Description Usage Arguments Details Value Note Author(s) See Also Examples

Function for creating a table of x-errors of a numerical inversion method (i.e., it uses an approximate quantile function of the target distribution). Thus the domain of the inverse distribution function is partitioned into intervals for which maxima, minima and some other quantiles of the x-errors are computed.

Currently the function only works for generators for continuous univariate distribution.

1 2 |

`n` |
sample size for one repetition. |

`aqdist` |
approximate inverse distribution function (quantile function) for a continuous univariate distribution. |

`qdist` |
(Exact) quatile function of distribution. |

`... ` |
parameters to be passed to |

`trunc` |
boundaries of truncated domain. (optional) |

`udomain` |
domain of investigation for (approximate) quantile
function |

`res` |
resolution (number of intervals). |

`kind` |
kind of x-error. |

`tails` |
logical. If |

`plot` |
logical. If |

The absolute x-error of an approximate inverse distribution function
(quantile function) *G^[-1]* for some
*u in (0,1)* is given by

*e_x(u) = |F^[-1](u) - G^[-1](u)|*

where *F^[-1]* denotes the (exact) quantile function of
the distribution.
The relative x-error is then defined as

*e_x(u) / |F^[-1](u)|*

Computing, plotting and analyzing of such x-errors can be quite time consuming.

*e_x(u)*

is a very volatile function and requires the computation at a lot of points. For plotting we can condense the information by partitioning (0,1) into intervals of equal length. In each of these the x-error is computed at equidistributed points and some quantiles (see below) are estimated and stored. Thus we save memory and it is much faster to plot and compare x-errors for different methods or distributions.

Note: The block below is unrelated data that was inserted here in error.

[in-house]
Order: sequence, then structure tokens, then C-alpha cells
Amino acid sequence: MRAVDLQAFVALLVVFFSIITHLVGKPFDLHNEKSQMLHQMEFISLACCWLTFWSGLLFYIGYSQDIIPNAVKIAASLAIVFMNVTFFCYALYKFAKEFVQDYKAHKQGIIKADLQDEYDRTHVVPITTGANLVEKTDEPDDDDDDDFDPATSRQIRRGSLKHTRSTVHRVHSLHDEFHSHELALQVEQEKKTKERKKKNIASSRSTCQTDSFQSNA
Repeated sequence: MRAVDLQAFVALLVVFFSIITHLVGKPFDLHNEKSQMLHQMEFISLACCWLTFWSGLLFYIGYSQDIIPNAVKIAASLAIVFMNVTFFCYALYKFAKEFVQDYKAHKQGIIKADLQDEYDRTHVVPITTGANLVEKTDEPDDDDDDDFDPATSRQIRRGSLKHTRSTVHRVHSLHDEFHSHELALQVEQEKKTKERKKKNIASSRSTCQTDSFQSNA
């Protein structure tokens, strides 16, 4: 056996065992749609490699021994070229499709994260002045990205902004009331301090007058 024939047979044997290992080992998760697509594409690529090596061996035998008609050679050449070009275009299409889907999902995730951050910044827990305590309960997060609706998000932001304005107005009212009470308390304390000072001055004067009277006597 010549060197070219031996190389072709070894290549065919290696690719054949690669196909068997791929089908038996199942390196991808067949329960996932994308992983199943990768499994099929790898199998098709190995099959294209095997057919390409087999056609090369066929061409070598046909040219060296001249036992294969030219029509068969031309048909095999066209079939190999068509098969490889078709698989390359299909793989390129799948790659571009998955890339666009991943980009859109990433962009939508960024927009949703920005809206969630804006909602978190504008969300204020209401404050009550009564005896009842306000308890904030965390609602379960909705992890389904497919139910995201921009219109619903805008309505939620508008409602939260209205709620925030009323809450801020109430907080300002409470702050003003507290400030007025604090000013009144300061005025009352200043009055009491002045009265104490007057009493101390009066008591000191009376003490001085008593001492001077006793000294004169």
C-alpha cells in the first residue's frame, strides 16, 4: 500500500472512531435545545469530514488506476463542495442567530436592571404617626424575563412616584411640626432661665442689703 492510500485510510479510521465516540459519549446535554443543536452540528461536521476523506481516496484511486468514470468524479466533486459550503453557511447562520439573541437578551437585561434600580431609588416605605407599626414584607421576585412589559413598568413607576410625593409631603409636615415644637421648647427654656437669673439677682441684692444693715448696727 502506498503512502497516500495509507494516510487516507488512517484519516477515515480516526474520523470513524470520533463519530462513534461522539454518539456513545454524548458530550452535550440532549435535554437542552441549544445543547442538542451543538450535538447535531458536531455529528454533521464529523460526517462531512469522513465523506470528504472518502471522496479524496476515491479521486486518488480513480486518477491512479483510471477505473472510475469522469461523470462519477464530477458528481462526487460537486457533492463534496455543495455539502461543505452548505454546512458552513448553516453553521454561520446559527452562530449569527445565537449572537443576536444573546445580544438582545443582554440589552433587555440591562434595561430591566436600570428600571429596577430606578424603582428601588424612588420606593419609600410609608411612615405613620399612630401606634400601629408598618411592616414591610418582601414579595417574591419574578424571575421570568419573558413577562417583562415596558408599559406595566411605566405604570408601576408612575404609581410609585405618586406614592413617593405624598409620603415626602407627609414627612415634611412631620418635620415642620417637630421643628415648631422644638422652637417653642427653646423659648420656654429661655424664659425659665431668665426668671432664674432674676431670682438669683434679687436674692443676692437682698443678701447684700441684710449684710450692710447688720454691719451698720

If `trunc`

is given, then function `qdist`

is rescaled to
this given domain. Notice, however, that this has some influence on
the accuracy of the results of the “exact” quantile function
`qdist`

.

Using argument `udomain`

it is possible to restrict the domain of
the given (approximate) quantile function `aqdist`

, i.e., of its
argument *u*.

When `tails=TRUE`

we use additional `n`

points for the first
and last interval (which correspond to the tail regions of the
distribution).

An object of class `"rvgt.ierror"`

, see
`uerror`

for details.

It should be noted that `xerror`

computes the difference
between the approximate inversion function `aqdist(u)`

and the
given ‘exact’ quantile function `qdist`

.
Thus one needs a quantile function `qdist`

that is
numerically (much) more accurate than `aqdist`

.

The random variate generator `rdist`

can alternatively be a
generator object form the
Runuran package.

Josef Leydold [email protected]

See `plot.rvgt.ierror`

for the syntax of the plotting
method. See `uerror`

for computing u-errors.

1 2 3 4 5 6 7 8 9 10 11 12 13 14 15 16 17 18 19 20 21 22 23 | ```
## Create a table of absolute x-errors for spline interpolation of
## the inverse CDF of the standard normal distribution.
aq <- splinefun(x=pnorm((-100:100)*0.05), y=(-100:100)*0.05,
method="monoH.FC")
## Use a sample of size of 10^5 random variates.
xerr <- xerror(n=1e5, aqdist=aq, qdist=qnorm, kind="abs")
## Plot x-errors
plot(xerr)
## Same for the relative error.
## But this time we use a resolution of 500, and
## we immediately plot the error.
xerr <- xerror(n=1e5, aqdist=aq, qdist=qnorm,
res=500, kind="rel", plot=TRUE)
## An inverse CDF for a truncated normal distribution
aqtn <- splinefun(x=(pnorm((0:100)*0.015) - pnorm(0))/(pnorm(1.5)-pnorm(0)),
y=(0:100)*0.015, method="monoH.FC")
xerrtn <- xerror(n=1e5, aqdist=aqtn, qdist=qnorm, trunc=c(0,1.5),
plot=TRUE)
``` |

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